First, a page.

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Dowens, Harrison ,Tran

Annotated Bibliography
Primary Sources
Hurley, Frank. South with Endurance:Shackleton's. New York: Simon&Schuster, 2001.
Print.
The book contains a collection of pictures that were taken in the expedition. The pictures
contain captions that help explain what the picture was depicting. The source is primary, since
the photos were taken during the expedition by the photographer Frank Hurley, a participant of
the expedition. The photography book connects to the theme because it shows how the crew
explored the unmapped Wendell Sea and captions show what they had discovered while
exploring the Antarctic. The photographs from the photography book will be included in the
website to help readers interpret what the crew was doing at the time.
"Diary of a Survivor." Nova Online Shackleton. Nova Online, n.d. Web. 15 Apr. 2016.
This website contained diary entries from the crew member, Thomas Orde-Lees. The
diary entries included information that Thomas Orde-Lees wrote in his diary after the crew
abandoned ship. The diary entries state that after abandoning ship, the crew had to camp out on
ice floes and soon sailed to Elephant Island, where most of the men stayed and the others left to
receive help. Even though this source is a website, it contains diary entries that have not been
tampered with from Thomas Orde-Lees. This source connects to the theme because it explains
how the men had to navigate their way through the Weddell Sea to find Elephant Island. The
source helps us get and understanding of what happened during the voyage where the crew had
to navigate through the Wendell Sea.

Dowens, Harrison ,Tran

Shackleton, Ernest Henry. South: The Story of Shackleton's Last Expedition, 1914-1917.
Ed. Macmillian. 1st Ed. New York: Macmillan, 1920. Print.
The author of the book was Ernest Shackleton, who wrote the book with entries from
both his diary and other crew member diaries. The book explains the events that took place on
the Endurance and how the crew did to overcome the situations that threatened the safety of the
crew. The book explains the crews journey, and when the crew became lost and drifting in the
ice after the crew abandoned ship, and it explains the crew exploring unmapped islands. This
source is a direct source from the crew members themselves, making this source primary. The
source connects to the theme, because the book tells of what Shackleton encountered on the trip
and how he explored his way through the Antarctic. This source tells us what the crew of the
Endurance did throughout the voyage in a first person view with the crews diaries, allowing it to
be visible on our project.
Shackleton, Ernest Henry, and Christopher Ralling. Shackleton, His Antarctic Writings.
London: British Broadcasting, 1983. 143-253. Print.
This portion of the book mainly explains about Shackletons his thoughts, feelings, diary
entries, and poems that he created during the third expedition. Shackletons view of the voyage
wa implemented into the book by Christopher Ralling, and Christopher Ralling also narrated
some of the expedition.. His poems and thoughts give an explanation of what he had to
encounter, and what happened throughout the voyage. Shackletons diary entries give a clear
explanation of what was happening during certain dates. The book explains what the
Endurance encountered during the journey in the poems and the narration portion of the book.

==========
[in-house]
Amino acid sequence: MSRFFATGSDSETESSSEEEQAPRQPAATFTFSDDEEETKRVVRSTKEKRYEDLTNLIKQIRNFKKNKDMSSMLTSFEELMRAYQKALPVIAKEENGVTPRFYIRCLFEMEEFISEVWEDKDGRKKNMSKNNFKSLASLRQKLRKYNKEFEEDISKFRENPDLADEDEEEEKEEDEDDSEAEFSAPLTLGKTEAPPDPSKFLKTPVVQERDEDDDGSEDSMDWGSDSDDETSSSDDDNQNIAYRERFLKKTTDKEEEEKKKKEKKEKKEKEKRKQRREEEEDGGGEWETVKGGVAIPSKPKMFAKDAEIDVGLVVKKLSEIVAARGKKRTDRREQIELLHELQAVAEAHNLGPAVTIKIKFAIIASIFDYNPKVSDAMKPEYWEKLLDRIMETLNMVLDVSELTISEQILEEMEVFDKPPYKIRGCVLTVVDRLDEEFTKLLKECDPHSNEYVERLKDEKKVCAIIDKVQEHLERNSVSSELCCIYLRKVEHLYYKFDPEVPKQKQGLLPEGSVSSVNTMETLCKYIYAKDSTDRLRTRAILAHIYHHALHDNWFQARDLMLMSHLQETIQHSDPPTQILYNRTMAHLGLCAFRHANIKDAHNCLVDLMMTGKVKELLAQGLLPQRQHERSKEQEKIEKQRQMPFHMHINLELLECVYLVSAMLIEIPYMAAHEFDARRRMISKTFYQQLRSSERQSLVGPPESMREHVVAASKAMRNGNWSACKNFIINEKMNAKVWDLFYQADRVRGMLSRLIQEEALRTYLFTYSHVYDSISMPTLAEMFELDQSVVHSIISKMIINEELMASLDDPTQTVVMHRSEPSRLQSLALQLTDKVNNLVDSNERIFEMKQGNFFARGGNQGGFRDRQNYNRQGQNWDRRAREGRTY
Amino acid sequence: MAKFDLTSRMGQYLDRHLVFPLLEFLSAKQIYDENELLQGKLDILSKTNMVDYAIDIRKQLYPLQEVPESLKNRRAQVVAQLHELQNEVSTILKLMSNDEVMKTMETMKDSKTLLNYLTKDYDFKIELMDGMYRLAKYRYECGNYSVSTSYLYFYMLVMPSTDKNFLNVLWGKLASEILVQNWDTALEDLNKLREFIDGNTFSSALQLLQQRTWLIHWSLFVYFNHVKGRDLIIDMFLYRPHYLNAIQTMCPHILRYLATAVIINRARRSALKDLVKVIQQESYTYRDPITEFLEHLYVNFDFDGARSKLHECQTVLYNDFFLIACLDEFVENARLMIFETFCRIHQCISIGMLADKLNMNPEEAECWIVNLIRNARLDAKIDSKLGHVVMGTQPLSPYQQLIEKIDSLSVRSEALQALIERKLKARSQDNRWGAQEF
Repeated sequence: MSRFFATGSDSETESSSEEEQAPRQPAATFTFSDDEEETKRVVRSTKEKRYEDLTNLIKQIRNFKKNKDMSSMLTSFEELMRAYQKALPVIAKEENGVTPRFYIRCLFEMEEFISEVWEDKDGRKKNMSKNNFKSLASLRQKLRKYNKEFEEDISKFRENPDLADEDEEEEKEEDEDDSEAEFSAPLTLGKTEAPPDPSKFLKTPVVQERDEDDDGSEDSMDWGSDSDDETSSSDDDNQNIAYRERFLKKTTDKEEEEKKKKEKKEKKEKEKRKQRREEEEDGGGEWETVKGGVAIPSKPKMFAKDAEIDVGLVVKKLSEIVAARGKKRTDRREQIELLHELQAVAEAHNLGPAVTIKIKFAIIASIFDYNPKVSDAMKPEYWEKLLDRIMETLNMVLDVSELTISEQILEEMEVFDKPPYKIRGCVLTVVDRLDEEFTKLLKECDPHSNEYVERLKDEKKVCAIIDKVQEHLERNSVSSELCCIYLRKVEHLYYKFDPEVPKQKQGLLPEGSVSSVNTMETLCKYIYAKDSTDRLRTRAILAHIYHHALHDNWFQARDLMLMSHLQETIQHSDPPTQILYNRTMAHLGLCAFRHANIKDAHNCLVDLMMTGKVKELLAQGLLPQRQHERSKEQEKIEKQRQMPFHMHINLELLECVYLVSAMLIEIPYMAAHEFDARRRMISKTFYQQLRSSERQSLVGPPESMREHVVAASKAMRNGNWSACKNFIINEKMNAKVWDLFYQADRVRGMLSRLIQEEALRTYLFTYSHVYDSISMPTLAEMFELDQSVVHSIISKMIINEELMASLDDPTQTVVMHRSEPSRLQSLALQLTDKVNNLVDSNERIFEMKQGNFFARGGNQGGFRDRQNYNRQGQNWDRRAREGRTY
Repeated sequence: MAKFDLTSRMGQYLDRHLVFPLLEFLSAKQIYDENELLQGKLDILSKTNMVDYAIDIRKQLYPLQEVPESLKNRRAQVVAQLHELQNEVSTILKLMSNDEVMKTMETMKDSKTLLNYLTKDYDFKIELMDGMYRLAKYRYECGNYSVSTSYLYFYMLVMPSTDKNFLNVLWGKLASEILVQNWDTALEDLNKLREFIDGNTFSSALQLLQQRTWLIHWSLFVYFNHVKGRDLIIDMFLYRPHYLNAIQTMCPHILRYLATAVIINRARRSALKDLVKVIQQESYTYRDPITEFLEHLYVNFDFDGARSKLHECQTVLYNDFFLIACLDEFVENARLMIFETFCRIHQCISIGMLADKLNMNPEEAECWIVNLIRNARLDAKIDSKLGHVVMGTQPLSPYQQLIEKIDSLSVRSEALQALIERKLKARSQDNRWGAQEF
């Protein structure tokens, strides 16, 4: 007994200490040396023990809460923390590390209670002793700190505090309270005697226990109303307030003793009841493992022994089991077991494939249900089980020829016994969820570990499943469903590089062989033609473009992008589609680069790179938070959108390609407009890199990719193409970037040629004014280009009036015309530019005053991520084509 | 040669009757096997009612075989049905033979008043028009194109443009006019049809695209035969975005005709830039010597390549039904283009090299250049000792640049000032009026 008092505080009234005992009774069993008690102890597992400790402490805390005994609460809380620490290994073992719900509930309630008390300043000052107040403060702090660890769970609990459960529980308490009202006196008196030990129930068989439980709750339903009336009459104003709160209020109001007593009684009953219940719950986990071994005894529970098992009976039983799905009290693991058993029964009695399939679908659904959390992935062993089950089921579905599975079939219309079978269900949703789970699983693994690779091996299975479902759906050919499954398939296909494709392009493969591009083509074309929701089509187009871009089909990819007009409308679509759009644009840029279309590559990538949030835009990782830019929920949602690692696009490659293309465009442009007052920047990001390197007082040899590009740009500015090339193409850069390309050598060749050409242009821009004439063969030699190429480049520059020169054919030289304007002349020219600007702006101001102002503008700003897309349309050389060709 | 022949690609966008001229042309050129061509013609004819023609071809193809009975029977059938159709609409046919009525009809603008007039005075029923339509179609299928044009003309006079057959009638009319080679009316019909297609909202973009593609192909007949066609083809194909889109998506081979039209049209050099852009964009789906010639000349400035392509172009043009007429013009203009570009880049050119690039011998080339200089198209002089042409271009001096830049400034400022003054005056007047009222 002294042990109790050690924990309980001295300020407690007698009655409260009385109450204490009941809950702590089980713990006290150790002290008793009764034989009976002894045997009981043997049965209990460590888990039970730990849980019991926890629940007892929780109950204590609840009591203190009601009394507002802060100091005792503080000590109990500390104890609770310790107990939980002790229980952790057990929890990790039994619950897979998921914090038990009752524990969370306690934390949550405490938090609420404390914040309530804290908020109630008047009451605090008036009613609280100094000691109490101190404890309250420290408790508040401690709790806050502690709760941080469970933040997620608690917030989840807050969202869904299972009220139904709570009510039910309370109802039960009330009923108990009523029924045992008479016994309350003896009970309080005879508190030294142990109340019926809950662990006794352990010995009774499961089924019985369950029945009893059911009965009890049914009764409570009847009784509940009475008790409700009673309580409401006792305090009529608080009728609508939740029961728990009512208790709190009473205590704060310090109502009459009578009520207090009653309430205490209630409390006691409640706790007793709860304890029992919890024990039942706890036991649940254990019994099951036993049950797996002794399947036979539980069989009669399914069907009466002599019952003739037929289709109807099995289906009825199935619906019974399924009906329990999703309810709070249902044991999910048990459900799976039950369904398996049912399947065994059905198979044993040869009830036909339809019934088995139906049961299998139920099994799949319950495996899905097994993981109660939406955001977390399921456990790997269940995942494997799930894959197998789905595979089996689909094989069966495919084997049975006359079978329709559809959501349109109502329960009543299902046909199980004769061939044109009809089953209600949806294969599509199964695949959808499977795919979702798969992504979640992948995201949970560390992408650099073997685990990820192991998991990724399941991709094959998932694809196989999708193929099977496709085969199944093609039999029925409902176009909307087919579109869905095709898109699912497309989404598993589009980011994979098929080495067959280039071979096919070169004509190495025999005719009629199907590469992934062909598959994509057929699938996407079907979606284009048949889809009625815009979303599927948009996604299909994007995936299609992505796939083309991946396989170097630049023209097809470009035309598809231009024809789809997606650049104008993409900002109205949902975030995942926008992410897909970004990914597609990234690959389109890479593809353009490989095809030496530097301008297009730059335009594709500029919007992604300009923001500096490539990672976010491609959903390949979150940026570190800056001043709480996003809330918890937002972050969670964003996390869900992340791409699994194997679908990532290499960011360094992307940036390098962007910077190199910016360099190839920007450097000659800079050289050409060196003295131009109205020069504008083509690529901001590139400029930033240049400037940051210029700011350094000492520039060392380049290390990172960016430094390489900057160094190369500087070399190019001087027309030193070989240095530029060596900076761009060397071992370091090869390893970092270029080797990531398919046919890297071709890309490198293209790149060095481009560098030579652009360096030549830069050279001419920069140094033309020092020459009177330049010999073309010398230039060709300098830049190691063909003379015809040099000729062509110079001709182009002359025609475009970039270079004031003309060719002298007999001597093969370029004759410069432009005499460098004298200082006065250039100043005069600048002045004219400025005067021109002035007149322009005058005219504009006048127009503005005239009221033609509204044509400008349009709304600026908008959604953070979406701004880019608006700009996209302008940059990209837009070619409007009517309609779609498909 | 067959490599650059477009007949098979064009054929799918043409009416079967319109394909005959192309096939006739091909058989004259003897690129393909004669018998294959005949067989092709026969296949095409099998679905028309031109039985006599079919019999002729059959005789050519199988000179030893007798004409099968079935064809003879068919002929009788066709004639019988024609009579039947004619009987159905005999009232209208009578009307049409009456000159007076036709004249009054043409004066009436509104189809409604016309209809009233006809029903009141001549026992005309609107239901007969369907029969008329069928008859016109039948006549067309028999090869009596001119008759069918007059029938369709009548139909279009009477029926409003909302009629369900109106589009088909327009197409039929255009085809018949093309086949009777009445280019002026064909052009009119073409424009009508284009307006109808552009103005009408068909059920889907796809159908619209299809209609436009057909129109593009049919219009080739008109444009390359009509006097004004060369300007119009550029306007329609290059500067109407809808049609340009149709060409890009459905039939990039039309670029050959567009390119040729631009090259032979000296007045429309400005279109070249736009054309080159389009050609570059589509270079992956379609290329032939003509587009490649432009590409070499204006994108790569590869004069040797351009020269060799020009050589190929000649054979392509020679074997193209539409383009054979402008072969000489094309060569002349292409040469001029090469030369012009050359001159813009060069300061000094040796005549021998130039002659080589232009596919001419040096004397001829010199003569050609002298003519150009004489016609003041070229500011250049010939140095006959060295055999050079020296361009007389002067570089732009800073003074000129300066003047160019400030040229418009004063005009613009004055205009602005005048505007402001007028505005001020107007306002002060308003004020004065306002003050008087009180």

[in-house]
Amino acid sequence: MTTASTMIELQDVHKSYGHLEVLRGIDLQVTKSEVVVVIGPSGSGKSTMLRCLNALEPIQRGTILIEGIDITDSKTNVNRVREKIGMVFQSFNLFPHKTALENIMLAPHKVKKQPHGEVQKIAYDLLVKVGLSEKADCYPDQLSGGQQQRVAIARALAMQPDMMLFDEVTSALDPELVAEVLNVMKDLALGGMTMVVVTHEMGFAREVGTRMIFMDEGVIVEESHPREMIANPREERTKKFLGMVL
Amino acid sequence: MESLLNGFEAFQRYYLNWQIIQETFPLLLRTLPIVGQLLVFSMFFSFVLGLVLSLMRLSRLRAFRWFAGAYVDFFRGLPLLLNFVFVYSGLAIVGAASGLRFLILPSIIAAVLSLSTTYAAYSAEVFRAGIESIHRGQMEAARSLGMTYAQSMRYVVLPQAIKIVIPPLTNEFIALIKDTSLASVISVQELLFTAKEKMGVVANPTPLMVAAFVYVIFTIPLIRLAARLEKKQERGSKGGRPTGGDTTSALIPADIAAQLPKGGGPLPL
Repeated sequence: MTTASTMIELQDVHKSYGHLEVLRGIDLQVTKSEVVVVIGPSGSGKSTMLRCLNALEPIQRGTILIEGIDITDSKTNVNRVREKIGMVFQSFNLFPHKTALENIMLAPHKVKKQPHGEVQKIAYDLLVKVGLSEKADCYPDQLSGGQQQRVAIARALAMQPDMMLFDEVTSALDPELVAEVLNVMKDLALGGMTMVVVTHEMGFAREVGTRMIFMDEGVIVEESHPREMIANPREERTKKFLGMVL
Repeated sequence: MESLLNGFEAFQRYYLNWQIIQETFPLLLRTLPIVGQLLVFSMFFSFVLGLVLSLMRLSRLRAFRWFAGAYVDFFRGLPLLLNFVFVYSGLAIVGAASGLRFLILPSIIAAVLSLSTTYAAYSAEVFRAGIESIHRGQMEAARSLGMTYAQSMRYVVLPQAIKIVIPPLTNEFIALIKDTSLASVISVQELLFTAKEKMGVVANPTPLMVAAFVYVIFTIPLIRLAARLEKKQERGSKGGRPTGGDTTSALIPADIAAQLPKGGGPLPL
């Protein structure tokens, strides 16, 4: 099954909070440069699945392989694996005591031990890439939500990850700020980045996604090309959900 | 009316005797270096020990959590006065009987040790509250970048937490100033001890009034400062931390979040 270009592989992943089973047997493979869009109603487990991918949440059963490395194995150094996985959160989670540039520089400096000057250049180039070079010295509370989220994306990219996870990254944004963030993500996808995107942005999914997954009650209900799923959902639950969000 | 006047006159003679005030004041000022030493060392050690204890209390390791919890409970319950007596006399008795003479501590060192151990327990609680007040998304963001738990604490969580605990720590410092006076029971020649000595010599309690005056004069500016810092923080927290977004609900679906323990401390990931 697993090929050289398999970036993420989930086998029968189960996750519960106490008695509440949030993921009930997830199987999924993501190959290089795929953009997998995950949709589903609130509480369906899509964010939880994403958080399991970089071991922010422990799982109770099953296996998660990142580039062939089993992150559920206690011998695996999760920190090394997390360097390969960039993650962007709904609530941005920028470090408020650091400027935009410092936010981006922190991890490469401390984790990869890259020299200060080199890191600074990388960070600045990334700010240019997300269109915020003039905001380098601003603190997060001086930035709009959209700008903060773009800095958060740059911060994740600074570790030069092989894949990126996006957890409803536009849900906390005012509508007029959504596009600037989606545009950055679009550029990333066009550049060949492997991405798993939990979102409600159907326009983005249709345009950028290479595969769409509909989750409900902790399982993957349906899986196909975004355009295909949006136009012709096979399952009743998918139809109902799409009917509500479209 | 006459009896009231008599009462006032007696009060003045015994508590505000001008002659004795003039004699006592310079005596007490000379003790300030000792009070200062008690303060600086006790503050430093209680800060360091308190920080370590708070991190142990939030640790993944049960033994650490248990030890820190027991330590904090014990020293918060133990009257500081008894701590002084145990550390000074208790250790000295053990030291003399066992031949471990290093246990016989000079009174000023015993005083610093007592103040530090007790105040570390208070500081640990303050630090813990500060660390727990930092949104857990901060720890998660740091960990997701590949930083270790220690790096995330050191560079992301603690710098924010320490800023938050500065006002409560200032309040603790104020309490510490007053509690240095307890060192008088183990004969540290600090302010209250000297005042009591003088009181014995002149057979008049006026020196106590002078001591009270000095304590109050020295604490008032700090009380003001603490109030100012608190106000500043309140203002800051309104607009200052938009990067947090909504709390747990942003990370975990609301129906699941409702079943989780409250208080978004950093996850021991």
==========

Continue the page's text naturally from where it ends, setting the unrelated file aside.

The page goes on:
This source is primary due to the fact is holds many of Shackletons thoughts and poems he

Dowens, Harrison ,Tran

created. The source can be used as an example of his view of what was happening, with his
poems and diary entries.
Worsley, Frank Arthur. Shackleton's Boat Journey. New York: Norton, 1977. Print.
The book is Frank Worsleys account of the events the followed after he, Shackleton, and
four others left Elephant Island for South Georgia Island to receive help. The source also
contains images taken during the expedition with captions, explaining the event taken. The
source is primary since the book was written by Frank Worsley, the captain of the Endurance,
which was the ship that participated in the expedition. The source connects to the theme because
it explains how the crew had to explore the unmapped South Georgia Island to find rescue for the
crew.

Secondary Sources
Alexander, Caroline. The Endurance: Shackleton's Legendary Antarctic Expedition. New
York: Knopf, 1998. Print.
The book by Caroline Alexander begins when the ship, Endurance, is being crushed by
the ice. The book explains the events continuing after the crew abandoned ship with pictures of
the crew on the side. The source connects to the theme when it explains how Shackleton
encountered harsh weather that endangered the crew, and when it states that Shackleton had to
explore the unmapped islands. The book is a secondary source because it is a historian view of
the expedition without any first-hand views. The text in the book can be used to explain what
happened in the voyage, and the pictures with captions can be used to help understand what was
going on and what they faced during the voyage on our project.

Dowens, Harrison ,Tran

Shackleton. Prod. P6 Productions. Screenplay by Mike Beegle and Jes Bickhart.


Perf. Patrick James Murphy. N.p., n.d. Video.
Ernest Shackleton and his crew attempt to cross Antarctica in uncharted waters, but their ship,
the Endurance, becomes stuck in ice, and they abandon ship. After the crew abandoned ship,
Shackleton and the crew travel to Elephant Island and then heads to South Georgia Island to
receive help and to rescue his crew. The source explains how Shackleton and his crew had to
explore uncharted islands and waters to rescue his crew and how the crew encountered bad
weather that changed the entire voyage. The source is secondary because it was a historian
narration of the expedition; the historians were not at the expedition when it took place. The
video was short and brief and was constantly reviewed in our project.
Heacox, Kim. "Chapter 3." Shackleton, the Antarctic Challenge. Washington, D.C.:
National Geographic Society, 1999. Print.
The book explains what happened during the third expedition. The pages also have some pictures